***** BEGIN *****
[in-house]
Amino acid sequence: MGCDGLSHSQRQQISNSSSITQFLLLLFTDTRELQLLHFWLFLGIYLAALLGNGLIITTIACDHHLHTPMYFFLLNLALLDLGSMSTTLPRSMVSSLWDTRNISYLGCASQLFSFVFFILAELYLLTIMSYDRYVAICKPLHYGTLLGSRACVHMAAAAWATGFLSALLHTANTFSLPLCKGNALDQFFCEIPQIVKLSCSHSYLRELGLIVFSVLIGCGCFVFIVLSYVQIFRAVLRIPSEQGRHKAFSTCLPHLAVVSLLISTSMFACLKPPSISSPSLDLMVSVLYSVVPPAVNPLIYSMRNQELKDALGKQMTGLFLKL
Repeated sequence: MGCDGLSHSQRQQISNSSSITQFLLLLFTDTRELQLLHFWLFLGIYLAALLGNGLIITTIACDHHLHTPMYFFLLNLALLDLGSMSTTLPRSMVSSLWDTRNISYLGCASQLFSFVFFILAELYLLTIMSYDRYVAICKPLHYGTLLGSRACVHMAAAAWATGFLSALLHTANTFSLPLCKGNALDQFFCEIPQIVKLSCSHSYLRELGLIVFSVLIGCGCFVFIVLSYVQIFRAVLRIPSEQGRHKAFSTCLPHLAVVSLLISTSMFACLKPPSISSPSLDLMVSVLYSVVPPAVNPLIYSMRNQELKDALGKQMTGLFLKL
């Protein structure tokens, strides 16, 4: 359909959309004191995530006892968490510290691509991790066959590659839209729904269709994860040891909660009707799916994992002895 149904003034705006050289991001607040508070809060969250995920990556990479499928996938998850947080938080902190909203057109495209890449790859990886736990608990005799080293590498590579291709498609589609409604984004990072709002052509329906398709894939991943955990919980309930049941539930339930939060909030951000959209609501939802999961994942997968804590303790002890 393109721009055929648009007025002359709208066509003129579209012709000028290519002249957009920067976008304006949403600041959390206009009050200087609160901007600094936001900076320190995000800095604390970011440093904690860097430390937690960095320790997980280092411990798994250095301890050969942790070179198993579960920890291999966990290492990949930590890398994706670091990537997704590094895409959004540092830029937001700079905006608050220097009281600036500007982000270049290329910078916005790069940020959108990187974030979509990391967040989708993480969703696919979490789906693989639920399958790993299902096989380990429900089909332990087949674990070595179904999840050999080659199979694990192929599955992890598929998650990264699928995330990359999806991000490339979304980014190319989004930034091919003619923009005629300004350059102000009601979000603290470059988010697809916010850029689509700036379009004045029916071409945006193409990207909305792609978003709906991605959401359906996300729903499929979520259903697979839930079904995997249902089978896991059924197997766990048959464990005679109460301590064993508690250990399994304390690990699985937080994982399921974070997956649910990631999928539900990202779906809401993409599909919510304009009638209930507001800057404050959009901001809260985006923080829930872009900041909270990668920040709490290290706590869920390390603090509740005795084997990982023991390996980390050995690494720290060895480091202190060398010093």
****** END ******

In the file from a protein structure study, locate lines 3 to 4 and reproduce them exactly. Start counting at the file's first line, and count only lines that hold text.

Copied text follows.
Repeated sequence: MGCDGLSHSQRQQISNSSSITQFLLLLFTDTRELQLLHFWLFLGIYLAALLGNGLIITTIACDHHLHTPMYFFLLNLALLDLGSMSTTLPRSMVSSLWDTRNISYLGCASQLFSFVFFILAELYLLTIMSYDRYVAICKPLHYGTLLGSRACVHMAAAAWATGFLSALLHTANTFSLPLCKGNALDQFFCEIPQIVKLSCSHSYLRELGLIVFSVLIGCGCFVFIVLSYVQIFRAVLRIPSEQGRHKAFSTCLPHLAVVSLLISTSMFACLKPPSISSPSLDLMVSVLYSVVPPAVNPLIYSMRNQELKDALGKQMTGLFLKL
């Protein structure tokens, strides 16, 4: 359909959309004191995530006892968490510290691509991790066959590659839209729904269709994860040891909660009707799916994992002895 149904003034705006050289991001607040508070809060969250995920990556990479499928996938998850947080938080902190909203057109495209890449790859990886736990608990005799080293590498590579291709498609589609409604984004990072709002052509329906398709894939991943955990919980309930049941539930339930939060909030951000959209609501939802999961994942997968804590303790002890 393109721009055929648009007025002359709208066509003129579209012709000028290519002249957009920067976008304006949403600041959390206009009050200087609160901007600094936001900076320190995000800095604390970011440093904690860097430390937690960095320790997980280092411990798994250095301890050969942790070179198993579960920890291999966990290492990949930590890398994706670091990537997704590094895409959004540092830029937001700079905006608050220097009281600036500007982000270049290329910078916005790069940020959108990187974030979509990391967040989708993480969703696919979490789906693989639920399958790993299902096989380990429900089909332990087949674990070595179904999840050999080659199979694990192929599955992890598929998650990264699928995330990359999806991000490339979304980014190319989004930034091919003619923009005629300004350059102000009601979000603290470059988010697809916010850029689509700036379009004045029916071409945006193409990207909305792609978003709906991605959401359906996300729903499929979520259903697979839930079904995997249902089978896991059924197997766990048959464990005679109460301590064993508690250990399994304390690990699985937080994982399921974070997956649910990631999928539900990202779906809401993409599909919510304009009638209930507001800057404050959009901001809260985006923080829930872009900041909270990668920040709490290290706590869920390390603090509740005795084997990982023991390996980390050995690494720290060895480091202190060398010093």